Family Promise of Montgomery County, which help homeless families with children under the age of 18, held an open house on Dec. 3 at their building.
Marilyn Kasmiersky, Family Promise Executive Director, said they help those families into stability as they transition into having a job and finding a place to live, as well as a car.
“We assist them to actually be empowered so they can move forward and transition to where they can be back into our society working,” said Kasmiersky.
Family Promise has been in Montgomery County since 2001, and Kasmiersky said it started as Montgomery County Hospitality Network, and then they became a national affiliate of Family Promise.
“We don’t get funding from them, but we have their protocol to follow, and then we can tailor our agency into whatever our community needs. We get to kind of customize of what’s the best fit for Montgomery County in our families,” said Kasmiersky.
Family Promise of Montgomery County currently has four families and seven children in the program.
“One family is a mother and father, and they lost everything in Harvey (Hurricane). He had a car lot and lost things that he couldn’t recover, and things just kept spiraling down,” said Kasmiersky. Now he is working and wanting to be a chaplain, and we’ve got his wife re-certified as a pharmacy tech, so she’s working. We helped get her children in child care so they could look for jobs.”
Kasmiersky said another family came in, with the youngest child at ten weeks old and an eleven-year-old sister. The mother started working the very next day, and Kasmiersky said because of Family Promise, she was able to have child care to go back to work and gas to get to work. They’re currently working on finding the family stable housing.
“They get to save their money while they’re here because their needs are met, not their wants, and we couldn’t have Family Promise without our community churches. The other two families we have is a single mom with two children, elementary age children, and we have another single mom with another elementary age child,” said Kasmiersky.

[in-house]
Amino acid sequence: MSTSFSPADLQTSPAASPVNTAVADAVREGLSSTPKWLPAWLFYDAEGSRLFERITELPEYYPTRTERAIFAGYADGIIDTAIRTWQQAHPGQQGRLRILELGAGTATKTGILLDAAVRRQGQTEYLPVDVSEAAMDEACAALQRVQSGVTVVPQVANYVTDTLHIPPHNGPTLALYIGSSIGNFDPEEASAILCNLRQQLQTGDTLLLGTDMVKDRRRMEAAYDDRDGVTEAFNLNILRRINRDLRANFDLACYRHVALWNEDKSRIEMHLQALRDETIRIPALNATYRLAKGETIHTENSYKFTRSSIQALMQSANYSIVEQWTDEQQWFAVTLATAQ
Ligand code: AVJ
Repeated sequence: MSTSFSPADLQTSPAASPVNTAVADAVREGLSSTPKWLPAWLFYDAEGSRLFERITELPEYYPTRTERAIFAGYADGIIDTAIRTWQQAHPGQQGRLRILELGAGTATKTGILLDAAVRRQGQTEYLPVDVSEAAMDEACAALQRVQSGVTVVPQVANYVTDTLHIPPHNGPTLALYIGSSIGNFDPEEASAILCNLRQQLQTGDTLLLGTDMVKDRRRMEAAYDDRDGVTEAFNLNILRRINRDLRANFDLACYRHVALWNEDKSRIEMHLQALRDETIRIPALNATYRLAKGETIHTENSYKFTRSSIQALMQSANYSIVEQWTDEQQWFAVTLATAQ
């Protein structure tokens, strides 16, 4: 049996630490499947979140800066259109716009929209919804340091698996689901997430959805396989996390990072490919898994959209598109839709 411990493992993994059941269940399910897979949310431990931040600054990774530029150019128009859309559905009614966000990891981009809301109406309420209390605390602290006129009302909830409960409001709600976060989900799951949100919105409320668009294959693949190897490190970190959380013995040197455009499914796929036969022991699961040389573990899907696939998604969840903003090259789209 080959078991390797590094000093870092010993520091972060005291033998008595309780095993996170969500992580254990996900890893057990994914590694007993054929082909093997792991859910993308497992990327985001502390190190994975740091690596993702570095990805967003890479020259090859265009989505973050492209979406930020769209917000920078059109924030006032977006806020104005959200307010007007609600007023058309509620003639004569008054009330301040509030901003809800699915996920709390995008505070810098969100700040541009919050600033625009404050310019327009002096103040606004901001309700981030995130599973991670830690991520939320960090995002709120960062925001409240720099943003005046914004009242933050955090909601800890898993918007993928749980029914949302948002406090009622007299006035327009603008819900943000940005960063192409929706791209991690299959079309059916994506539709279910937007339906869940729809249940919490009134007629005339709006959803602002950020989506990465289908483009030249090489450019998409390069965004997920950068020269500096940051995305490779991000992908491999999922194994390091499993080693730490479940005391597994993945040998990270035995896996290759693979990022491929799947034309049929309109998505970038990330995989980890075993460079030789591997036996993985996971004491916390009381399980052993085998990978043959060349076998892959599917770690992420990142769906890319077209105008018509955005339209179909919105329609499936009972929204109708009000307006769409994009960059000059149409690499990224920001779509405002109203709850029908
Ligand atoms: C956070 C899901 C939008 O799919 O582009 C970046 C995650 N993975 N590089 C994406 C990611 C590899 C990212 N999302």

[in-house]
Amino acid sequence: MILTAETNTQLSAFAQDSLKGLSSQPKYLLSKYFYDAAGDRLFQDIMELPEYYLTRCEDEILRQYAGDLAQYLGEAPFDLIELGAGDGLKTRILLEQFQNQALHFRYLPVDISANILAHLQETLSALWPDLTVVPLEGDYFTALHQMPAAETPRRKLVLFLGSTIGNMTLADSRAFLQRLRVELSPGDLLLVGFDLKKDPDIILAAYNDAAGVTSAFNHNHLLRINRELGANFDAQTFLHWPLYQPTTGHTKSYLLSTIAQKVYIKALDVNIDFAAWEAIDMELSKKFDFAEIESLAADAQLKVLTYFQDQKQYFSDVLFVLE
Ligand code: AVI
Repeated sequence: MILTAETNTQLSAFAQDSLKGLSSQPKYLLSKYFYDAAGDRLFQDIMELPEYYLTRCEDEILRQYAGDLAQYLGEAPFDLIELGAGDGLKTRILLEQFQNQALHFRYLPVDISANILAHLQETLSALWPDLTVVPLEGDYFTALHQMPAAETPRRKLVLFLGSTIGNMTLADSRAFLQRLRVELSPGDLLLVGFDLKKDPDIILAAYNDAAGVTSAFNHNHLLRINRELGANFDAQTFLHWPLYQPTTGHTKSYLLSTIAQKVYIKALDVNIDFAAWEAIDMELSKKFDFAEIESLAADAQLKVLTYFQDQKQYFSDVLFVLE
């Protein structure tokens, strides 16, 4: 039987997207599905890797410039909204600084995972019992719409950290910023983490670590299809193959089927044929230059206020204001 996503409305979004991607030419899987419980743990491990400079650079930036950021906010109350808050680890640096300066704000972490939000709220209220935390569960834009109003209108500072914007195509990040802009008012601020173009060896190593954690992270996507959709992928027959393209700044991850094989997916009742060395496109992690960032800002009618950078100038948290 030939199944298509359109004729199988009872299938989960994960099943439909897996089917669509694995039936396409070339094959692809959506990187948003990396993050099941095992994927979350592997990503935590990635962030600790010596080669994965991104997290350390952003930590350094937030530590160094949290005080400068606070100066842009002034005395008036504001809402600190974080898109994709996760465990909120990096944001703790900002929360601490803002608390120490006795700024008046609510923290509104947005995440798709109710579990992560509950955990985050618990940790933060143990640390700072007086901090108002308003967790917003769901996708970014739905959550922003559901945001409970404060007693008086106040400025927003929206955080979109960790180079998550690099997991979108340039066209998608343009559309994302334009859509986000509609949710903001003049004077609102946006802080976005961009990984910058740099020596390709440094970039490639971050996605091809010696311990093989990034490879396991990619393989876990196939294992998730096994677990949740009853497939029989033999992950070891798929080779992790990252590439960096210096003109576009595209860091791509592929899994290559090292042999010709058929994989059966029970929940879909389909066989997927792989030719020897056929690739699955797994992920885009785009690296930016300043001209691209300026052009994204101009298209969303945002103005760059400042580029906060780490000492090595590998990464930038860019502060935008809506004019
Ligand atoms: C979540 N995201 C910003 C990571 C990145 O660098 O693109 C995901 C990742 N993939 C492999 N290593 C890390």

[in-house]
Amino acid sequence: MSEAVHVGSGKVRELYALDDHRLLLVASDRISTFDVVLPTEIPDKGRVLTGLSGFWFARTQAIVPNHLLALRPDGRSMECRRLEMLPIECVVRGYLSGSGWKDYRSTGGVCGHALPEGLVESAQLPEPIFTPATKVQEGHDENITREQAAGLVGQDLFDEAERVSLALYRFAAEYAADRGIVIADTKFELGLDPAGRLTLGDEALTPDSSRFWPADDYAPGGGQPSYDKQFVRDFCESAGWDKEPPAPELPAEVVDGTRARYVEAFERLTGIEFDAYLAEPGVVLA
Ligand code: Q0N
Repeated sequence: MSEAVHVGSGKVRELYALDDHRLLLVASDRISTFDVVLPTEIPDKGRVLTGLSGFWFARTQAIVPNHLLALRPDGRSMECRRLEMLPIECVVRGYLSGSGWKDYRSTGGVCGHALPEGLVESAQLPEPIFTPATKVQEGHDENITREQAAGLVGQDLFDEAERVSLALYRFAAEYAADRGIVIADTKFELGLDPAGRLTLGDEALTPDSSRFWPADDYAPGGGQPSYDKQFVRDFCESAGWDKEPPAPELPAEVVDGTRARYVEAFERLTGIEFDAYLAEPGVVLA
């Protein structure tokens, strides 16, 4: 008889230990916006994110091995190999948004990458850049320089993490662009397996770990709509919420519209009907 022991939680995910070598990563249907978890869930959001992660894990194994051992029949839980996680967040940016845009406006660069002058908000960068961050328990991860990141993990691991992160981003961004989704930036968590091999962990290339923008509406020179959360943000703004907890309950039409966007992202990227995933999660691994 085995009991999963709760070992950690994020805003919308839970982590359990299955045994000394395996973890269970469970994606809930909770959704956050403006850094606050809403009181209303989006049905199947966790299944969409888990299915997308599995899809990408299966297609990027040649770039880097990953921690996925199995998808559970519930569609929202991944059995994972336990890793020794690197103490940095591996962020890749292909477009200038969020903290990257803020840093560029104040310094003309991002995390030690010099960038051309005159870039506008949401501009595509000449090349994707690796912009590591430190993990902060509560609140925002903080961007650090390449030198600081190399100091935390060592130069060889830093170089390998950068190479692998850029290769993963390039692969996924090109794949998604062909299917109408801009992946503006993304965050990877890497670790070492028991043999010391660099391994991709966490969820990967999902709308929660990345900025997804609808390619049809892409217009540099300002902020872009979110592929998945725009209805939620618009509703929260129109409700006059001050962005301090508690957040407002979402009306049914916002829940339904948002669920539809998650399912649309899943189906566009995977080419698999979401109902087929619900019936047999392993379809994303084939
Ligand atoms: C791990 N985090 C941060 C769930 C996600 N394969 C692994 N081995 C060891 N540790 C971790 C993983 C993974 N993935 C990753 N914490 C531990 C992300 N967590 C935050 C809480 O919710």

Kasmiersky added that all of the families are very qualified for jobs, and they do background checks and drug screenings, so the people they choose truly are people who want help.
The current guest center for Family Promise of Montgomery County is a hub for case management, and Kasmiersky said they’re not set up as a static site.
“We’re completely dependent on our faith communities to adopt the families for a week, so they leave our guest center about 5:30 in the evening, they go stay in a Sunday School room for a week, and then the next week they transfer to another Sunday School room,” said Kasmiersky. We currently have eight churches in our community, and we need more churches. We can do better as a community. We need about 16 churches so we don’t have hotel weeks.”
Kasmiersky said it’s a huge hit on their budget if they have to pay for hotels.
Family Promise of Montgomery County is mostly funded by individuals in their faith community.
“We did recently get our first ESG (Emergency Solutions Grants) Grant to help pay for the case manager. We have some local grants; Montgomery County Community Foundation, Shepherd for the Savior, that we apply for every year to get grant funding, and that’s very designated,” said Kasmiersky. It’s for child care, or for gas or vehicle repair. It’s very specific on what that money can be used for.”
There is a fundraiser on Dec. 7 for Family Promise of Montgomery County. There will be a live auction as well as a silent auction.
“We have an Astros wrapped golf cart and some really nice beautiful baskets for gifts,” said Kasmiersky.
There will also be a catfish dinner for ten dollars.
The fundraiser is from noon to three p.m. at the North Montgomery County Community Center, located at 600 Gerald Street in Willis.
For more information on Family Promise of Montgomery County, log onto: